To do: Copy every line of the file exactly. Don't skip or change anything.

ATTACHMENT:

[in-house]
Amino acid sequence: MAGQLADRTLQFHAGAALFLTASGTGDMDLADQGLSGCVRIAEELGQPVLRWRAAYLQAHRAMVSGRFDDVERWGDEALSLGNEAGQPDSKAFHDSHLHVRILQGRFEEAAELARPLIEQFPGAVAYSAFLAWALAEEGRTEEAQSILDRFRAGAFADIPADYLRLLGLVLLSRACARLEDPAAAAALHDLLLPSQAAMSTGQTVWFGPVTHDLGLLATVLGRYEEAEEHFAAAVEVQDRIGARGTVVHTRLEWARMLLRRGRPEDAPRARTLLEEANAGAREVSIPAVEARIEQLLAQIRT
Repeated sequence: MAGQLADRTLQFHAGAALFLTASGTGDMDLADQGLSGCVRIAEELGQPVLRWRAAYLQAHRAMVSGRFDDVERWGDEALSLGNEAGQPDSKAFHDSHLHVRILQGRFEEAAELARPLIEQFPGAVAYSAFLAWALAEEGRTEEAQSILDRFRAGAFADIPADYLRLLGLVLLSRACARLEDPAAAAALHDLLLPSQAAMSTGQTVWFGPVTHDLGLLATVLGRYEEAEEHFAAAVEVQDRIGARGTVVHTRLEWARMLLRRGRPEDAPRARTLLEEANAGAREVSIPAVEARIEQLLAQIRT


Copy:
[in-house]
Amino acid sequence: MAGQLADRTLQFHAGAALFLTASGTGDMDLADQGLSGCVRIAEELGQPVLRWRAAYLQAHRAMVSGRFDDVERWGDEALSLGNEAGQPDSKAFHDSHLHVRILQGRFEEAAELARPLIEQFPGAVAYSAFLAWALAEEGRTEEAQSILDRFRAGAFADIPADYLRLLGLVLLSRACARLEDPAAAAALHDLLLPSQAAMSTGQTVWFGPVTHDLGLLATVLGRYEEAEEHFAAAVEVQDRIGARGTVVHTRLEWARMLLRRGRPEDAPRARTLLEEANAGAREVSIPAVEARIEQLLAQIRT
Repeated sequence: MAGQLADRTLQFHAGAALFLTASGTGDMDLADQGLSGCVRIAEELGQPVLRWRAAYLQAHRAMVSGRFDDVERWGDEALSLGNEAGQPDSKAFHDSHLHVRILQGRFEEAAELARPLIEQFPGAVAYSAFLAWALAEEGRTEEAQSILDRFRAGAFADIPADYLRLLGLVLLSRACARLEDPAAAAALHDLLLPSQAAMSTGQTVWFGPVTHDLGLLATVLGRYEEAEEHFAAAVEVQDRIGARGTVVHTRLEWARMLLRRGRPEDAPRARTLLEEANAGAREVSIPAVEARIEQLLAQIRT